It also spoke about the strike and these were Dr. Jagan’s words. I am speaking about Cuba.
“Without their help of nearly $100,000 per week for strike relief, the strike would have collapsed in a couple of weeks. And without the help of the Cuban Government, which supplied us with kerosene and gasoline, we would have been forced out of office. When the Cuban tanker arrived there was only one day’s supply left in the storage tanks of the Electricity Corporation, and the emergency supplies of the police were running low.”
I make these points to say that the PPP’s relationship is much deeper than anything else, as it relates to Cuba. But lest I be accused of quoting from books - I heard one Member mumbling that the reviews were not very well - let me quote from some official documents. I have these in my possession. This document, here, is one, again, from the US officials based in Guyana and it has to do with deliberately keeping Dr. Jagan out of office. It is from Richard Lehman, the Deputy Director of Current Intelligence to Intelligence Cushman of Washington, here it is speaking about the continuation of financial support to the political party in office at that time in Guyana. That was in 1969. [Ms. Teixeira: 1969?] Yes. It was 1969.
“It is probably too late to call the operation off, but it is getting…”
I cannot use this next word in the National Assembly. There is a word before the word “expensive”.
“…expensive. The best result we can hope for will be the continuation of something like the present shaky coalition, maintained in power by fraudulent means, and as paralyzed as ever by Negro-East Indian enmity. On the other hand, if we do not put up the money we will eventually be faced - but probably not for three or four years - with an English speaking communist state in this hemisphere. In fact, even with funding at this level we may not be able to prevent such an outcome, or at least a bloody little mess which will require forceful intervention from outside. The question is therefore whether to spend the money in the hope of not saddling the next administration with ‘another Cuba’."
I am proud that our country did not bow to the pressures of that time. I think the situation, in 1969, was one where – this is a fact indeed - several of the countries in the English speaking Caribbean had just attained independence and the leaders of that era, the Excellencies Forbes Burnham, Eric Williams, Michael Manley and Errol Barrow were, no doubt, wary of following the dictates of foreign lands. Indeed, they were on the threshold of shaping their own destiny and eager to make their mark in their newly independent countries, and so it was for Prime Minister Forbes Burnham, who was Prime Minister at the time of Guyana’s independence from Great Britain. Even as the Cold War dominated the geopolitical realities of the early 1970s there was a sense of political and economic hope bounded, nevertheless, by the small size and other constraints of limited capacity.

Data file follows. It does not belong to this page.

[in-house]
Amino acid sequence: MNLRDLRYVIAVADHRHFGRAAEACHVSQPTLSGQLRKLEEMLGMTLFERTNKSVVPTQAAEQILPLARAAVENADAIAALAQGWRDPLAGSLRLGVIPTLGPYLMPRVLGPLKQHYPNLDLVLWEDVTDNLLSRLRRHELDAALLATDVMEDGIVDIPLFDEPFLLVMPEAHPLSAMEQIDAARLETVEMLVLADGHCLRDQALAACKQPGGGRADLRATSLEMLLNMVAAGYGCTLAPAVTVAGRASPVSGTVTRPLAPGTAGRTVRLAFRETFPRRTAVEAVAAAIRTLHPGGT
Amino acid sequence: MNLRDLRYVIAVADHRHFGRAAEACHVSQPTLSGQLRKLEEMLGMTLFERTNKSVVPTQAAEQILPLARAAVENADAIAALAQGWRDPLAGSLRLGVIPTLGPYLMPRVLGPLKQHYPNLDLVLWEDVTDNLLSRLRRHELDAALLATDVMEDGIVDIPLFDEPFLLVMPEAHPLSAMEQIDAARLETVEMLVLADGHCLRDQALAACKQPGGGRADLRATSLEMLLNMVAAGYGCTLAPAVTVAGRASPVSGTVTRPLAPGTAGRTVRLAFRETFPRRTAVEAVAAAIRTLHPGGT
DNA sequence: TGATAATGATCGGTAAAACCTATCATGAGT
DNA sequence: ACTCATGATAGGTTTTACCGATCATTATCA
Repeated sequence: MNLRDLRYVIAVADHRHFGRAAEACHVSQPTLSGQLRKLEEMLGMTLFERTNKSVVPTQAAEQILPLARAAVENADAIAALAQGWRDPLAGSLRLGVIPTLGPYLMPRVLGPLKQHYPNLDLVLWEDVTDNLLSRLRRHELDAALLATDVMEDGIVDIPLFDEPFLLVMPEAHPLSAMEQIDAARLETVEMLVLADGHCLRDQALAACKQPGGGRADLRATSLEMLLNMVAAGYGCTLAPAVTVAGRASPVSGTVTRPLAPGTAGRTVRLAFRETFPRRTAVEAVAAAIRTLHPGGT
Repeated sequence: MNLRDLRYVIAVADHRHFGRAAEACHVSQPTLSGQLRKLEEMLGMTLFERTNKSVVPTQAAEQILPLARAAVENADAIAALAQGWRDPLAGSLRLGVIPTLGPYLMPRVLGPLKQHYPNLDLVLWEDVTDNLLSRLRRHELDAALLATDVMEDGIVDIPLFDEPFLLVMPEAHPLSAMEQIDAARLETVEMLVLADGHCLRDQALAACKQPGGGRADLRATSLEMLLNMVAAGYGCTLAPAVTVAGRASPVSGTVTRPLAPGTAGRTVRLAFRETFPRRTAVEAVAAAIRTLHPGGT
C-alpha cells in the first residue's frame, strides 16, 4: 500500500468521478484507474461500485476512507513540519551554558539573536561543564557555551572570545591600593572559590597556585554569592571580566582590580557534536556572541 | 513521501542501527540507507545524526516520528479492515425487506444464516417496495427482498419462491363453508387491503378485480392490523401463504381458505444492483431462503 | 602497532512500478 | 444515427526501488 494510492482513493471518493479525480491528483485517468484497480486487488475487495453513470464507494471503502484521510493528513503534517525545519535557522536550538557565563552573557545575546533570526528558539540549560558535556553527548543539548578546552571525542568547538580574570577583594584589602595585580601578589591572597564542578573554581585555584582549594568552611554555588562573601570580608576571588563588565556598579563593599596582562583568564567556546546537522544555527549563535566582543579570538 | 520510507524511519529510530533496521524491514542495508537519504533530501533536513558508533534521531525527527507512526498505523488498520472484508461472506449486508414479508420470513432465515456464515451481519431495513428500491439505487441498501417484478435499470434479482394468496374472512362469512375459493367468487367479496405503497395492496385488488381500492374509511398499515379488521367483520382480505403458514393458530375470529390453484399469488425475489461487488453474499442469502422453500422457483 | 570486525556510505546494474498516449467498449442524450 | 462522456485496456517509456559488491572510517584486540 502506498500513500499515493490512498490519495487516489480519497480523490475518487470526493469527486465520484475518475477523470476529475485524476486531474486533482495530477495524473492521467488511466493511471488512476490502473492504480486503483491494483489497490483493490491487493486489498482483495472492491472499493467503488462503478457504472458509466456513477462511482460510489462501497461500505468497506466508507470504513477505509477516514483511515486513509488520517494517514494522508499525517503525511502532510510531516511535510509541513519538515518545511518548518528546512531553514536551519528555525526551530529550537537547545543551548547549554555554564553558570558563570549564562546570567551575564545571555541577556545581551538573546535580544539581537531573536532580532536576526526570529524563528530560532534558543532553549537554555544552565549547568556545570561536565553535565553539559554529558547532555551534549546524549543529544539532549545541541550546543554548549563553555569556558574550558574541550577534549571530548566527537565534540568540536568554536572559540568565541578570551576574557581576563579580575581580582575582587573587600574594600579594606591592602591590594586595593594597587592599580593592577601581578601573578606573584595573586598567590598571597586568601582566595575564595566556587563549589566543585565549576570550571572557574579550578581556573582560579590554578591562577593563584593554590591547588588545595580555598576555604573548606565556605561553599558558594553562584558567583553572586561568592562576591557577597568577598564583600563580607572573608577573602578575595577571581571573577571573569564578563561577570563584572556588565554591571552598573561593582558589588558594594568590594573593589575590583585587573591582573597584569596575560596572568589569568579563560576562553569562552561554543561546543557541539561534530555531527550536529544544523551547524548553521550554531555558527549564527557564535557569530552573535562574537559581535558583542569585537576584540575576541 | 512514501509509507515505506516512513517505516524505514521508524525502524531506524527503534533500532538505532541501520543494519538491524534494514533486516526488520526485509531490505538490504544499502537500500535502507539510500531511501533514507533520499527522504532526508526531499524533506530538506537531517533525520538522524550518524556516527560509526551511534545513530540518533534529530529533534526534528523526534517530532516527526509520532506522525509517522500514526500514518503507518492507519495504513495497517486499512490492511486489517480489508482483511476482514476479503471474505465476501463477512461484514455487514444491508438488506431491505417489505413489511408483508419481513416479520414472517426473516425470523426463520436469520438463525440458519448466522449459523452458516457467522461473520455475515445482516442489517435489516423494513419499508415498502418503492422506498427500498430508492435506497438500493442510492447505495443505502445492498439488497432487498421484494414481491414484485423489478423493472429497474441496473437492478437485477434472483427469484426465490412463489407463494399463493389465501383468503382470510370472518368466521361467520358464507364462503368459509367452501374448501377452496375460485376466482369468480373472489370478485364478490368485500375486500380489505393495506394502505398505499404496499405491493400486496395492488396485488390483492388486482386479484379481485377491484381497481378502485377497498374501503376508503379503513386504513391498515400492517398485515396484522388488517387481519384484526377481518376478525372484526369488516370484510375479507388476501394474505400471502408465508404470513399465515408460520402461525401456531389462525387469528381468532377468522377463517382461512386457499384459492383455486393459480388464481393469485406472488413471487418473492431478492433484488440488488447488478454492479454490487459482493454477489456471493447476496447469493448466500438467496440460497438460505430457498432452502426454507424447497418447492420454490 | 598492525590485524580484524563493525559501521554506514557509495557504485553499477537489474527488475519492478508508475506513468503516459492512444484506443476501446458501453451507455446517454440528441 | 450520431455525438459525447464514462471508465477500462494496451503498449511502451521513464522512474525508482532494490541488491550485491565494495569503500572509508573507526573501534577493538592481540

The enthusiasm that independence brought also saw greater participation and leadership by the newly independent Caribbean states in international affairs. During this time the Non-Aligned Movement (NAM), the Caribbean Community, in the form of Caribbean Free Trade Association (CARIFTA) at the time, the African Caribbean and Pacific Group of States (ACP) and the Lome Agreement were evolving, whilst oil prices created many difficulties for both developing and developed nations. Guyana was hosting the first major meeting of the foreign Ministers of the Non-Aligned Movement in August, 1972. It would have been the first international meeting in the Western Hemisphere outside the realm of the United Nations following Comandante Fidel Castro’s revolution. Cuba, at that time, was already suspended from the Organization of American States (OAS).
Whilst those developments were taking place the United States of America was keeping a watchful eye on Guyana, conducting its assessments and making predictions on what positions Guyana, under Forbes Burnham, will take in international fora. In a telegram dated May 1970, an analysis was done and this is one of the declassified documents. Under section D, “Burnham and Foreign Policy”, this is what it states:
“While he is not unaware of the risks involved, Burnham is also a bit intrigued by the supposed benefits that would derive from increased trade and contacts with the Soviet bloc. He entertained a Czechoslovak trade mission in 1968 and was disappointed that nothing materialised from it. More recently he has put out fielders to East Germany and an East German trade representative is expected here in Guyana in the next few days. Undoubtedly Guyana will be less prone in the future to support automatically western initiatives in international forums and it may well oppose the west on some key issues, including Cuba, given the right circumstances. Yet, Burnham is smart enough and realistic enough to know the perils of going too far and will attempt to steer a thoroughly uncommitted course. He will also, of course, attempt to lead the countries of the English speaking Caribbean along a similar route.”
That assessment, in part, was wrong. It felt that continuing with assistance would deter the Prime Minister from going Cuba route. However, discussions had already commenced between the Government of Guyana and the Government of Cuba, in terms of establishing diplomatic relations.